Several years after China unveiled its first aircraft carrier, a curious combination of a on old Russian hulk reincarnated with the help of some ultra modern, reverse-engineered US technology, today China once again showed off its aviation - as well as reverse-engineering - capabilities when it unveiled for the first time ever its Chengdu J-20 stealth fighter at an air show on Tuesday, in the latest sign of the growing sophistication of the country’s military technology.
The fifth-generation warplane, which very much resembles the Lockheed Martin F-22 Raptor (one almost wonders why), performed a series of maneuvers under overcast skies at Airshow China in the southern city of Zhuhai. There were gasps and applause as two of the jets roared over hundreds of spectators at Airshow China, held in the southern city of Zhuhai. Arriving at low level, one jet sped off to the horizon and left the other to perform a series of turns. The brief display, lasting only around a minute, did not involve low-speed passes and the pilots did not open the weapon-bay doors.
"I think we learned very little. We learned it is very loud. But we can't tell what type of engine it has, or very much about the mobility," said Greg Waldron, Asia Managing Editor of FlightGlobal cited by BBC. "Most importantly, we didn't learn much about its radar cross-section."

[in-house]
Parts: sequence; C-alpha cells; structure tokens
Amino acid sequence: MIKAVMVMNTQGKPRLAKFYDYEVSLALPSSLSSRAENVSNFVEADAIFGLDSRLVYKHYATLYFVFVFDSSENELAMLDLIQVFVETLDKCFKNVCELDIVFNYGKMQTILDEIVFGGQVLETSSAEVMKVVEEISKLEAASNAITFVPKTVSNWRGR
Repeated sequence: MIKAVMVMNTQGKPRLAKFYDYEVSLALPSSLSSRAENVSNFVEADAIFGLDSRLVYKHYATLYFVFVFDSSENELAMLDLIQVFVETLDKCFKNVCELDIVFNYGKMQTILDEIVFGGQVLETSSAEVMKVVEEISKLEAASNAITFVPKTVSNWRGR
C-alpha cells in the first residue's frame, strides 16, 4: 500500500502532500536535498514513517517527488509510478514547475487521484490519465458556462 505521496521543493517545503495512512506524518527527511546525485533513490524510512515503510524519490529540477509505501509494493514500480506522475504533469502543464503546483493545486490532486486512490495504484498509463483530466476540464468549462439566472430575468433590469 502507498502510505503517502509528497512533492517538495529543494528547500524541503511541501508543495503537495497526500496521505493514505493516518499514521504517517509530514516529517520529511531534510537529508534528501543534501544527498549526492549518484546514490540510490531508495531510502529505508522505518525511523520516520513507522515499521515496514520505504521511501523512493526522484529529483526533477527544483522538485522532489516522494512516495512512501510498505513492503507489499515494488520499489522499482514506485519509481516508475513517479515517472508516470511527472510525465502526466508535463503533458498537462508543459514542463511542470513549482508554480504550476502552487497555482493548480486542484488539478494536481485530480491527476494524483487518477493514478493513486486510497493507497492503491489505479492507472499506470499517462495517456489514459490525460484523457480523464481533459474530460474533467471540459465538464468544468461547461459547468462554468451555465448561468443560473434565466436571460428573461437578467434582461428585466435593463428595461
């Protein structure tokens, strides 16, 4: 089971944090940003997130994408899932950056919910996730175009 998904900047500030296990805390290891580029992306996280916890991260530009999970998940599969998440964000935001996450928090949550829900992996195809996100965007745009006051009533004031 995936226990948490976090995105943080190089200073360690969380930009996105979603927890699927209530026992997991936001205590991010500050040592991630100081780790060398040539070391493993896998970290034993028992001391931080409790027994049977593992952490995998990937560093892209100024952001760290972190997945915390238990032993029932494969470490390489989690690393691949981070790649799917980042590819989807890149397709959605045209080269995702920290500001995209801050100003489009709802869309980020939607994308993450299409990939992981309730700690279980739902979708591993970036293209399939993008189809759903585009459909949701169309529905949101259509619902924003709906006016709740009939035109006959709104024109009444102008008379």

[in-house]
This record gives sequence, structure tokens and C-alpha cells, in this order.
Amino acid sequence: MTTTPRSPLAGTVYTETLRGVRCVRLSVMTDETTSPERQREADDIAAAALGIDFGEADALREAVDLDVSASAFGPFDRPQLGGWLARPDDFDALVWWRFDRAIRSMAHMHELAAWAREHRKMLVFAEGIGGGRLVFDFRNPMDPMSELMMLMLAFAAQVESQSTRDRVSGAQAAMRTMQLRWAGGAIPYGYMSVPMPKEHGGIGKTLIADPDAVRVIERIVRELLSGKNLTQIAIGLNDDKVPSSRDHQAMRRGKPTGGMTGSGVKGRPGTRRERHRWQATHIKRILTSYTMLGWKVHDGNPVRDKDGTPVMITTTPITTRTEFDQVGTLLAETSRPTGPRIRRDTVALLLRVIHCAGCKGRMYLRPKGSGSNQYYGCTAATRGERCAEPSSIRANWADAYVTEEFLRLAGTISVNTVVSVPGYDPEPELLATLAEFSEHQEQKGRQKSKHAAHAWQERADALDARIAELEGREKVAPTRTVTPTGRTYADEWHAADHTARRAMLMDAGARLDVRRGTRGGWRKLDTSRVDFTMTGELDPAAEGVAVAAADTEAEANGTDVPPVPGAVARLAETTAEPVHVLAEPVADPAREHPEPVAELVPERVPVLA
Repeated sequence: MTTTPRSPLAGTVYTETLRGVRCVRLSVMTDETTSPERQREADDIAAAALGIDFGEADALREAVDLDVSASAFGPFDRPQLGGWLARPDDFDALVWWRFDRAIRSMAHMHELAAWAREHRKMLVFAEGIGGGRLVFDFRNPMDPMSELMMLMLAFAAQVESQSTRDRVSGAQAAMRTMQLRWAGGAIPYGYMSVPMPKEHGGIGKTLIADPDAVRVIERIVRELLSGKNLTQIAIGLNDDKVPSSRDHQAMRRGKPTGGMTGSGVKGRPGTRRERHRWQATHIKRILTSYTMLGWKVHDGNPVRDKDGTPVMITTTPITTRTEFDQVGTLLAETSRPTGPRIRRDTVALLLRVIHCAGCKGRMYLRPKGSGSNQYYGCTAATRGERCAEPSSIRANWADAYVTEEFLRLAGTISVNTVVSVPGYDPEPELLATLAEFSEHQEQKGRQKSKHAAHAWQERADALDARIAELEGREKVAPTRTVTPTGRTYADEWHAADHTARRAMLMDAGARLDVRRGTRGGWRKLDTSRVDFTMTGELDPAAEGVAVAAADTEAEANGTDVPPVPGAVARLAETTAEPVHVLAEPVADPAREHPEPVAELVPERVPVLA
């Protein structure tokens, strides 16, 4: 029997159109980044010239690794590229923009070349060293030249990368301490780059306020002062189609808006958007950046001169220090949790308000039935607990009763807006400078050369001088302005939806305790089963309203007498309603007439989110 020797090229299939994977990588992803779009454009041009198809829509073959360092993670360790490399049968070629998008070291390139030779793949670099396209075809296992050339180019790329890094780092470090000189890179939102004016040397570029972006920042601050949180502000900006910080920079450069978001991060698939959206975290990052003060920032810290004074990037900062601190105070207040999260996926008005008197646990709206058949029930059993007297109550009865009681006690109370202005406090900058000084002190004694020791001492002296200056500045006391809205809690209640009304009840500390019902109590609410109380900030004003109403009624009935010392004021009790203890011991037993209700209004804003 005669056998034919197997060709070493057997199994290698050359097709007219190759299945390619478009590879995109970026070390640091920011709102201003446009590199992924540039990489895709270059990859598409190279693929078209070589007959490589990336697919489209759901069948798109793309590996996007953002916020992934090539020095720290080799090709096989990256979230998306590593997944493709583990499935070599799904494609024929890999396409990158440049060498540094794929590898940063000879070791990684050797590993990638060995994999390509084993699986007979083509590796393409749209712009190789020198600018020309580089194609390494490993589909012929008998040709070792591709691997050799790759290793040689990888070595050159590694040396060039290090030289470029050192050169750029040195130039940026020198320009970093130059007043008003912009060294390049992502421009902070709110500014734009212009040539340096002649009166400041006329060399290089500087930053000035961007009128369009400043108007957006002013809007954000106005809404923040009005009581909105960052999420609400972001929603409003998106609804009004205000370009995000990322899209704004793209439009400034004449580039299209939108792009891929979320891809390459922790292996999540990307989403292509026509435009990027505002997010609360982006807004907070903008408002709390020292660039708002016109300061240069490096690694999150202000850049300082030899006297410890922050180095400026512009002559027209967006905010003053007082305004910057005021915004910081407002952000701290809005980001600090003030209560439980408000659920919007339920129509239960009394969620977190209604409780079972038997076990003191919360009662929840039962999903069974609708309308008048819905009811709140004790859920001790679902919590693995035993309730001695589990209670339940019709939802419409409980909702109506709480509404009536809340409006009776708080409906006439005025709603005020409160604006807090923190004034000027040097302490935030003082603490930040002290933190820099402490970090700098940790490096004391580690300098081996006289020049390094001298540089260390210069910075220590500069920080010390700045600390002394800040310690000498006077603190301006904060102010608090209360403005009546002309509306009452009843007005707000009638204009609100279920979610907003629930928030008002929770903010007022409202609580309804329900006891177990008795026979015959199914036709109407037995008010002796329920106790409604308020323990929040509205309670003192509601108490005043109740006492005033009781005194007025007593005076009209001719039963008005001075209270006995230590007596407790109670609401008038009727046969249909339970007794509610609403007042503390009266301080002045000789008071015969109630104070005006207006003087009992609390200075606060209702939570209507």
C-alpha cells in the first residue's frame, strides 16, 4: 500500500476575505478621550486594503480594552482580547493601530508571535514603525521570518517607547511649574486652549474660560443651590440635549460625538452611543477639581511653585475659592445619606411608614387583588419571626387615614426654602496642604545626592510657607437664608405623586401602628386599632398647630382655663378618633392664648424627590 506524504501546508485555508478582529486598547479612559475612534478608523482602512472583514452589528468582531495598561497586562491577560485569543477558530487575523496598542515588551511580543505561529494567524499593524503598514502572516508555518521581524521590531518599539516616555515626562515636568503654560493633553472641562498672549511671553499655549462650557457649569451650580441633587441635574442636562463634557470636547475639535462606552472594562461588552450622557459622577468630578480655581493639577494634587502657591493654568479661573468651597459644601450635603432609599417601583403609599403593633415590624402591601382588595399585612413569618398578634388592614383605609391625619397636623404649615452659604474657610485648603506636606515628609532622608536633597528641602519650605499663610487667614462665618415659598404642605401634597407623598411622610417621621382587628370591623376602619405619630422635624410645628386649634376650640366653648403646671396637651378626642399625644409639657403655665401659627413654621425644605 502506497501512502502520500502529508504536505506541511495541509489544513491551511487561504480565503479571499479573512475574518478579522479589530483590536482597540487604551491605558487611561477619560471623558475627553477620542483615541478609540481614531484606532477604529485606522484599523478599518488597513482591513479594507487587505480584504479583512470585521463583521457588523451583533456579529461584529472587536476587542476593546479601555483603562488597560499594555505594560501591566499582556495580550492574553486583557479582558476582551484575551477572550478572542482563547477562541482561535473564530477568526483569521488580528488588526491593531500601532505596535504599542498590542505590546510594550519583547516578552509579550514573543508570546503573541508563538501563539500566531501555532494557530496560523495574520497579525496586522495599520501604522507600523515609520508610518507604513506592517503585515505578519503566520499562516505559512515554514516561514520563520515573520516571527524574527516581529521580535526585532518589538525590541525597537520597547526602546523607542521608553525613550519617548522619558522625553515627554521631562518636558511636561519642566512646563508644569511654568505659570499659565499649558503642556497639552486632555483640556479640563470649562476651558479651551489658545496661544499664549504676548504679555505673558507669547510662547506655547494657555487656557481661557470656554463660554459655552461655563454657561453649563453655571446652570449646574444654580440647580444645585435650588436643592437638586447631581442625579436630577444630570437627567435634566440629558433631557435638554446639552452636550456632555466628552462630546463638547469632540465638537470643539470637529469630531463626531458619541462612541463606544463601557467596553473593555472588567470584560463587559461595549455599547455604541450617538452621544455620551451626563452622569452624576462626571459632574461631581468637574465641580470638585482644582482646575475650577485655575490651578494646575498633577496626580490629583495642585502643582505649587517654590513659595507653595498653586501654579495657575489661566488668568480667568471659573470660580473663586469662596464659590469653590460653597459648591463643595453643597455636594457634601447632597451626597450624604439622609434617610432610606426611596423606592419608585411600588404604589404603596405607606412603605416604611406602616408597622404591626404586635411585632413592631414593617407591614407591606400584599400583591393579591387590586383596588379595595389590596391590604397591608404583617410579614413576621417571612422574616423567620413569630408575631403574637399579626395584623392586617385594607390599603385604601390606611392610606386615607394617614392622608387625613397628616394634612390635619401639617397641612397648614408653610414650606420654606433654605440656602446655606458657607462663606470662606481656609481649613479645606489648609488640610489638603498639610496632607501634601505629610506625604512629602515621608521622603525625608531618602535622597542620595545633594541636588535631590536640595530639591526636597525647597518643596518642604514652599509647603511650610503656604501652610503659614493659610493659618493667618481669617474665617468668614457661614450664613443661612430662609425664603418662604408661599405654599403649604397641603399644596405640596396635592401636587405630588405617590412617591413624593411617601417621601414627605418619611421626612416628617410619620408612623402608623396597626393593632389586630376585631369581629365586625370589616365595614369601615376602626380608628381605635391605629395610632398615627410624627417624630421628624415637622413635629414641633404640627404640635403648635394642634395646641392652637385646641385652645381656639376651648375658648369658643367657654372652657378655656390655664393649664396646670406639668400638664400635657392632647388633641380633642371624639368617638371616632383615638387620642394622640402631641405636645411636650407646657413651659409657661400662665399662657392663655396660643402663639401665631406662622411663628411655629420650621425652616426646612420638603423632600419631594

First spied by planespotters in 2010, experts have said the J-20 is a big step forward for the Chinese military. China has been honing the plane's design for most of this decade as it attempts to catch up with the aviation capabilities of America.
The long-range J-20, armed with air-to-air missiles, performed its first test flight in 2011 and has been the object of feverish attention by the nation’s aviation buffs. At least six prototypes have been produced, according to an annual report on the Chinese military issued by the Pentagon this year. As CBS reported, the Pentagon said a second Chinese stealth fighter under development, the FC-31, is intended for export as a competitor to the U.S. F-35. The FC-31 first flew in 2012 and debuted at Zhuhai in 2014. China is the only country apart from the U.S. to have two concurrent stealth aircraft development programs.
While the planes’ stealth capabilities remain a secret, the Pentagon said that China views the technology as key to its transformation from a “predominantly territorial air force to one capable of conducting both offensive and defensive operations.”
Among other recently developed Chinese aircraft appearing at the weeklong air show is the Y-20 large transport aircraft, with a maximum takeoff weight of around 200 tons. The plane is being introduced into the People’s Liberation Army to carry out aerial command-and-control operations and parachute drops.
Also featured is the CH-5 unmanned aerial vehicle, China’s largest combat drone, which made its first flight last year and appears to be based on the U.S. MQ-9 reaper.